Yesterday, Japan’s Media Do Holdings said it plans to use blockchain for distribution of ebooks, a Nikkei report said. Media Do is an intermediary between publishers and electronic bookstores and accounts for 34% of total ebook distribution in Japan, especially comic books. Its net sales in 2019 exceeded half a billion dollars.
The company will use blockchain for ebook distribution, starting with MyAnimeList, an anime and manga social cataloging site which has more than 11 million monthly users. Apart from fighting piracy, the key innovation is digital content can be re-sold. But digging into the company’s annual results presentation, it has a big vision beyond ebooks. For example, its digital asset model could be applied to live events.
Media Do recently reported its annual earnings, which showed that net sales of ebooks increased by 30% year-on-year to 64.5 billion yen ($601 million). The company deals with over 2,000 publishers and 150 retailers in its distribution channel. The COVID-19 pandemic has influenced the trends among content consumers, who are opting for digital copies.
“The strength of ebooks is the convenience of being able to purchase and use them 24 hours a day, 365 days a year. With the new corona, the value of electronic books is recognized and it will further spread their use,” said Kyoji Fujita, President of Media Do.
To address rising demand, and protect the interests of content creators, Media Do said it will explore blockchain applications in its ecosystem. It plans to invest about 300 million yen ($2.8 million) over two years to introduce blockchain in the distribution of ebooks. The first service will launch in Q3.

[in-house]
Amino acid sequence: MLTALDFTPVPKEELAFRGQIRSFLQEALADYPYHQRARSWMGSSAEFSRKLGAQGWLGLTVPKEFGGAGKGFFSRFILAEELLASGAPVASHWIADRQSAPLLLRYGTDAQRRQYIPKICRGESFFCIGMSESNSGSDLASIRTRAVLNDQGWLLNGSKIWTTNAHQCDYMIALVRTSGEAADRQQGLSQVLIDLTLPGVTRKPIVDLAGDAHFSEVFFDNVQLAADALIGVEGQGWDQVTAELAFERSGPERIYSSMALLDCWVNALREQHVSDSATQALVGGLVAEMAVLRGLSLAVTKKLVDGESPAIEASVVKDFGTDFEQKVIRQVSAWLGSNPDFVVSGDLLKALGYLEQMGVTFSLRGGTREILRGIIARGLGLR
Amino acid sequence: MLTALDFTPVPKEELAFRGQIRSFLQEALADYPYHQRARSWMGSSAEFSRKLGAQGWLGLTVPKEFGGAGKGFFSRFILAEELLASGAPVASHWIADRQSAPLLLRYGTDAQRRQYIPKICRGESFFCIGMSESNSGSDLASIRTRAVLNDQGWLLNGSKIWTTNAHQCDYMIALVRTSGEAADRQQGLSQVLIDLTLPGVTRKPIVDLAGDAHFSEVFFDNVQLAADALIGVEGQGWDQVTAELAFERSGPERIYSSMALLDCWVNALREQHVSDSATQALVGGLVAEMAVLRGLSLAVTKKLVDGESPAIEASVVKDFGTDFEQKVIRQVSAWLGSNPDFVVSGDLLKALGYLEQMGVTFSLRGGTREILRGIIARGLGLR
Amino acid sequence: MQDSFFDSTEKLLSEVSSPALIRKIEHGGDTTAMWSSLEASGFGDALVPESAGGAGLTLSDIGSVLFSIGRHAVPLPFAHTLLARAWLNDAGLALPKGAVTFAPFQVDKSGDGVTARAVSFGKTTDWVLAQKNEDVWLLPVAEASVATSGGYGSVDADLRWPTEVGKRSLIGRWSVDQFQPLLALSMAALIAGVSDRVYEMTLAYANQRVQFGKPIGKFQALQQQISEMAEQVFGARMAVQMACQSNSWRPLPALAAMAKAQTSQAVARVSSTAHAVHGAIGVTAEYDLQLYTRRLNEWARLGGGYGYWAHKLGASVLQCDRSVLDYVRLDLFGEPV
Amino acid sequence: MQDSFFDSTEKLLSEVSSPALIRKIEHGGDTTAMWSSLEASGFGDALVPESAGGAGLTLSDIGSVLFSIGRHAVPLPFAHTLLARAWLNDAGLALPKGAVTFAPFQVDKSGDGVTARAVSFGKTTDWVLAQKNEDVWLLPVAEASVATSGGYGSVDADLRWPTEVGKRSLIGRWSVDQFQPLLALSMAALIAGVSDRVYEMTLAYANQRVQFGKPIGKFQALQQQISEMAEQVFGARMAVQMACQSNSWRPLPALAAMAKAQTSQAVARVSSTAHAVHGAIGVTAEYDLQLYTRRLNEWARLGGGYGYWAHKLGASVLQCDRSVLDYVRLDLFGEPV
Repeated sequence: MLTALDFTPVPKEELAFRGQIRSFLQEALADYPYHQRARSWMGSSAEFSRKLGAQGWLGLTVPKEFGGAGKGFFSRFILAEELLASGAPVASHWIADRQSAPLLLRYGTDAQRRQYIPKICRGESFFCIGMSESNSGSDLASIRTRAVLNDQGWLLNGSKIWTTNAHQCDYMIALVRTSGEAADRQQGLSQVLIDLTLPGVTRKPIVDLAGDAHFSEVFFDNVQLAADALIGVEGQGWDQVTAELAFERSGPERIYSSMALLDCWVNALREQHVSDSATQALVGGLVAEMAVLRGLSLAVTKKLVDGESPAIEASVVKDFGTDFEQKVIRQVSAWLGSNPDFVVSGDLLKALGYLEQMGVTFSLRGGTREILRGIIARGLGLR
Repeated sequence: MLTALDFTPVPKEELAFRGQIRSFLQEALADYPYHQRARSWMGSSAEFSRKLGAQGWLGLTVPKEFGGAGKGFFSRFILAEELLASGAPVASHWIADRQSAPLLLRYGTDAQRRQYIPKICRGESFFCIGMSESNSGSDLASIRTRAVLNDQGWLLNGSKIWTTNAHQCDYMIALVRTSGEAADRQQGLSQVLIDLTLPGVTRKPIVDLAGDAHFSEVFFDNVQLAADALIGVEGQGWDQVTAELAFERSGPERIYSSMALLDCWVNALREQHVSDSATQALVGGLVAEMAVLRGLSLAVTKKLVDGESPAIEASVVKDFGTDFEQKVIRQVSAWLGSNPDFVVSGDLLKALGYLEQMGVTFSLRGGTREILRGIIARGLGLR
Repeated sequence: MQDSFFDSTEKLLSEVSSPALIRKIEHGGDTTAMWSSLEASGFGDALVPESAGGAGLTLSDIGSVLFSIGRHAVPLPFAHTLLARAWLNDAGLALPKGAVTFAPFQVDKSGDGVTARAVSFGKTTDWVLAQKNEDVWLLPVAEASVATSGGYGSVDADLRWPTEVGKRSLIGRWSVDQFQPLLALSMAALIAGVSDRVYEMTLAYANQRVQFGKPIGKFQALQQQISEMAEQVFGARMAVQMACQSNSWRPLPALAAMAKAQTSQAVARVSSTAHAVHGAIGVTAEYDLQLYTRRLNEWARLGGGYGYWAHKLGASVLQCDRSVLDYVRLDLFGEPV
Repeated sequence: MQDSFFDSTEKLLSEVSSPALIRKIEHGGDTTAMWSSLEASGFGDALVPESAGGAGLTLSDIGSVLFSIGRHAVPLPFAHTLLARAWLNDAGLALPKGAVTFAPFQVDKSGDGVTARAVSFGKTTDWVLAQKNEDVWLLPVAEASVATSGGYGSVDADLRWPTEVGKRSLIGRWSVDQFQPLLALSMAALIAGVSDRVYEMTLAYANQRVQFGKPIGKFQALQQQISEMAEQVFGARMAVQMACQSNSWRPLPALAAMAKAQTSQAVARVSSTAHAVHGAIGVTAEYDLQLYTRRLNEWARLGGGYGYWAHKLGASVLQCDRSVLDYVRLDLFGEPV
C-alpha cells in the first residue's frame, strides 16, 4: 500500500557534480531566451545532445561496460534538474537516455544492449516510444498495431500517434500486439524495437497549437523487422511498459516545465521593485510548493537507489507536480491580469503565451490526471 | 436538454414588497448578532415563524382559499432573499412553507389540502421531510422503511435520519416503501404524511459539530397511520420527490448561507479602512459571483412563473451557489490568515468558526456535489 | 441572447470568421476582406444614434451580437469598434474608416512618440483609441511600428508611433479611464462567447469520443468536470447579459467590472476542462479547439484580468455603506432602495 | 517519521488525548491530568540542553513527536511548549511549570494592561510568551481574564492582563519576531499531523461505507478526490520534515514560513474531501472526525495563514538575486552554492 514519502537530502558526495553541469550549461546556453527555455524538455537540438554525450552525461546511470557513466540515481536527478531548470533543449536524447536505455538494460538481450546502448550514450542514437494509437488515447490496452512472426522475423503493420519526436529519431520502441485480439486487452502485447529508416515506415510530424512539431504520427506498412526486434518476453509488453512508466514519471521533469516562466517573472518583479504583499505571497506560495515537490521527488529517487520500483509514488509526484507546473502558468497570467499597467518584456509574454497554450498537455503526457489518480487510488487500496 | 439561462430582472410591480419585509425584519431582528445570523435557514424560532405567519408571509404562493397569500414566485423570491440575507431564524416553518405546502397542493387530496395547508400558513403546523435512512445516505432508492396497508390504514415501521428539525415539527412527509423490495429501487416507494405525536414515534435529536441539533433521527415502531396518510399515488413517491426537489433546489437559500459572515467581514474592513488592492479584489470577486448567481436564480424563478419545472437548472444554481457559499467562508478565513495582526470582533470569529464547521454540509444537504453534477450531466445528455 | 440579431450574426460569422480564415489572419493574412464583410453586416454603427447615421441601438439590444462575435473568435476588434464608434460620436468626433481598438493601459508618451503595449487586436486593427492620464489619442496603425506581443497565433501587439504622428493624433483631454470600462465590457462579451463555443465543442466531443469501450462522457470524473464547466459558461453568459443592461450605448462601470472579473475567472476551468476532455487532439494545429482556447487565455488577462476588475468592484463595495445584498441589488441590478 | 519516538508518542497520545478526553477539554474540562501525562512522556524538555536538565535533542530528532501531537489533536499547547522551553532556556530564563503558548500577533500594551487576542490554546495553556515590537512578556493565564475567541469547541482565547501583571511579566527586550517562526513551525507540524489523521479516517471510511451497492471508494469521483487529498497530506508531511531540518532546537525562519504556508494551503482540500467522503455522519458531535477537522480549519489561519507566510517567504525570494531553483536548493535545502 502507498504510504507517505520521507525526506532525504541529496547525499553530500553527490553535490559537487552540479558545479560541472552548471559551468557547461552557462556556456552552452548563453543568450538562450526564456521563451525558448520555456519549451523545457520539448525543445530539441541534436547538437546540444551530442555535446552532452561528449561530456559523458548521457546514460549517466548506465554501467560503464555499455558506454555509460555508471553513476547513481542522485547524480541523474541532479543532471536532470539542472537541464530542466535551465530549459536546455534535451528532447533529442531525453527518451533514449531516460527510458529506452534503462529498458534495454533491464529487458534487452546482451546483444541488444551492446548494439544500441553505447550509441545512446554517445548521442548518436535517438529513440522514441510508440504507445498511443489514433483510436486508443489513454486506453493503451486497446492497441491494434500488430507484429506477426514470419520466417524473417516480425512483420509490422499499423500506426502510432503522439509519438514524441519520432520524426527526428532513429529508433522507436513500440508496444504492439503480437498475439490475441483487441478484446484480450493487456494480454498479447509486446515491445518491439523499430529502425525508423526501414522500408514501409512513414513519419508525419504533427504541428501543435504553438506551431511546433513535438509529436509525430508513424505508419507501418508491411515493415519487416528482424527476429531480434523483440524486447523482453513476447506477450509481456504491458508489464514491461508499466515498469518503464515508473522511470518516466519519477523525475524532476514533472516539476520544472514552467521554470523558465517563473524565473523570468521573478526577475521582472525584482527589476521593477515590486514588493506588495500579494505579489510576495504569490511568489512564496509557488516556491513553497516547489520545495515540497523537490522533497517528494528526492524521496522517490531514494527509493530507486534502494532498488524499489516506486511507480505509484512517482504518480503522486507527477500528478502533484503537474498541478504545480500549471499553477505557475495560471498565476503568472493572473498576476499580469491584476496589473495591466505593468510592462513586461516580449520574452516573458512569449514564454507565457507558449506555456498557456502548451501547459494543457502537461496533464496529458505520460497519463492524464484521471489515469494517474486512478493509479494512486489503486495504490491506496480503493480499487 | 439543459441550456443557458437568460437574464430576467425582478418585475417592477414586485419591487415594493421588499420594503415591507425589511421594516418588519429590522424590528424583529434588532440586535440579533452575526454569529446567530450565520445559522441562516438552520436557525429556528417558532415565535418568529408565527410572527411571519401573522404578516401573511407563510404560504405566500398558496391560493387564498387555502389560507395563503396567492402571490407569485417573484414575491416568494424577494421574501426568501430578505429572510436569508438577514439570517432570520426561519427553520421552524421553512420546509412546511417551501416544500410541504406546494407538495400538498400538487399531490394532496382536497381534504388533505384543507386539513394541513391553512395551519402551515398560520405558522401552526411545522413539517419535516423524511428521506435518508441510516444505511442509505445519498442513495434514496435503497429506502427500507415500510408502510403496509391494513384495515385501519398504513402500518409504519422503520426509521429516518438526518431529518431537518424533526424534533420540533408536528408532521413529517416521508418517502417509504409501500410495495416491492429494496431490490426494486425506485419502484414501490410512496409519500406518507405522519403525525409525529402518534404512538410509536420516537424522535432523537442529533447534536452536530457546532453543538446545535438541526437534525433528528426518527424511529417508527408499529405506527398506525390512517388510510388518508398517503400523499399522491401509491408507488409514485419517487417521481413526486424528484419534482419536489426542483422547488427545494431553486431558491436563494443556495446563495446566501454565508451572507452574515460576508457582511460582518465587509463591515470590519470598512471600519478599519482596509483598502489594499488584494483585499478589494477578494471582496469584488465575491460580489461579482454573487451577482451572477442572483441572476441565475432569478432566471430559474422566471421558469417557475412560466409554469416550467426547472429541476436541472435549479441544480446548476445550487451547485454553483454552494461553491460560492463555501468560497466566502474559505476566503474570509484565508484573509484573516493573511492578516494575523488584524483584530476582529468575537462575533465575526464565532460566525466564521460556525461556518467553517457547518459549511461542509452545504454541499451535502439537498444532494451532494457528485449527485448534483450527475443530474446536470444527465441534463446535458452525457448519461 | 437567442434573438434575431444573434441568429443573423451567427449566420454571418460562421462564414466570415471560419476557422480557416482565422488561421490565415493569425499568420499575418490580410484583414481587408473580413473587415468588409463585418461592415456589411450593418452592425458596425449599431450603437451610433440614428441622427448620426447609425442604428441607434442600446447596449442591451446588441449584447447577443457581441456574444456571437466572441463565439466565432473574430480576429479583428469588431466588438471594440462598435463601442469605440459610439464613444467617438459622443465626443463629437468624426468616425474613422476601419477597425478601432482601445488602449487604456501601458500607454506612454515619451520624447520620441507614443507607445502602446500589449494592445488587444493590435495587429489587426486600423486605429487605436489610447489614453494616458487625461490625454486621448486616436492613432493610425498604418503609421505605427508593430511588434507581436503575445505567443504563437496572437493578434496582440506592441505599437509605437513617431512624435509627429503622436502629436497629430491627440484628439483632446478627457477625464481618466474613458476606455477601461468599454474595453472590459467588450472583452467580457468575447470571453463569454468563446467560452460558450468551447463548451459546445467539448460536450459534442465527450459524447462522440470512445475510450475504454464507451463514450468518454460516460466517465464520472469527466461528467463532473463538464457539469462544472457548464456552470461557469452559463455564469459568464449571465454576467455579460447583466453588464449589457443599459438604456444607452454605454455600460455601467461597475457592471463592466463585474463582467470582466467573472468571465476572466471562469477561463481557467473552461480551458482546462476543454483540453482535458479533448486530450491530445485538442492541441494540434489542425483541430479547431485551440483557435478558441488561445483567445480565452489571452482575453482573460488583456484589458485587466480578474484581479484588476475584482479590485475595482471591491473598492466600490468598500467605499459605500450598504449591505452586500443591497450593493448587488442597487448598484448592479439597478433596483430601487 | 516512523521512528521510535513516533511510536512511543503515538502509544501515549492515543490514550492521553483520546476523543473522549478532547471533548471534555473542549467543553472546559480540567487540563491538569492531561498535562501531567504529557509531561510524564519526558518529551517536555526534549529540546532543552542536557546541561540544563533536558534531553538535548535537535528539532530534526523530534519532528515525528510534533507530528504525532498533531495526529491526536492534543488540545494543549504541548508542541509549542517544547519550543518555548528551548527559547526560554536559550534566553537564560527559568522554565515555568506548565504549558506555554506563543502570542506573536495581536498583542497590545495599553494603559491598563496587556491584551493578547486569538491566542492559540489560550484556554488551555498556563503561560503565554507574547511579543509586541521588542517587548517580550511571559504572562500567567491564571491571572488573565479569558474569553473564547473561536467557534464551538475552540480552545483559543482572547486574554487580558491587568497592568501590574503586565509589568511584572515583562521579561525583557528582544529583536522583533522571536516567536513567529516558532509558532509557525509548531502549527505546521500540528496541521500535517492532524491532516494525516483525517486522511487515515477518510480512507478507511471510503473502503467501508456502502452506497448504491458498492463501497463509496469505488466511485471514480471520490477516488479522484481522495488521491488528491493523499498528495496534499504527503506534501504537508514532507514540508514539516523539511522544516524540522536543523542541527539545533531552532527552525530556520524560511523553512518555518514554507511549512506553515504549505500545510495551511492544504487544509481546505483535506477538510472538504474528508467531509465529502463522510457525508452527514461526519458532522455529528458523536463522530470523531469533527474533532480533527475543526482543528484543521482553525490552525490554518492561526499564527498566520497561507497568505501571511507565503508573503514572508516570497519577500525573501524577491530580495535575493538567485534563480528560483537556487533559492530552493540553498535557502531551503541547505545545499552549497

Some of the benefits that Media Do expects from this innovation is creating a secondary market so that users can sell used ebooks. Previously, it was difficult to keep track of second-hand books, but using blockchain Media Do will be able to record such transactions and pay royalty fees to content owners.
New digital asset business models
In its investor presentation, Media Do outlined its vision of what it calls a Digital Content Asset.
It classified existing platforms such as Spotify, Kindle and Netflix as content sales and subscription models. With blockchain, it sees the addition of an asset model that can co-exist with legacy models. And it’s not just talking about ebooks, but also music and visual media including live concerts.
With a hypothetical average fee per transaction of ten yen (9 cents), it sees potential annual revenues of 1.7 trillion yen ($15.8 billion).
Media Do’s analysis showed that before the digital era in the pre-2000s the business model for music was CD sales and live events, with live concerts being the most important. As sales migrated to digital, the importance of the two models, rights sales and live events equalized. They gloss over the intervening era when sales were low because of piracy.
Since 2016, Spotify marked the evolution of the subscription model and the relative importance shifted to subscriptions over live events. Media Do sees digital content assets as starting a revival of the importance of live events.
Media Do envisions itself as an intermediary in all these transactions. But one of the aims of blockchain is disintermediation.
Meanwhile, Media Do isn’t the only company targeting this area. Earlier this year, Japan’s Dentsu said it was using blockchain to reward secondary content creators for select manga titles.
And Sony has developed a blockchain rights management system for written works.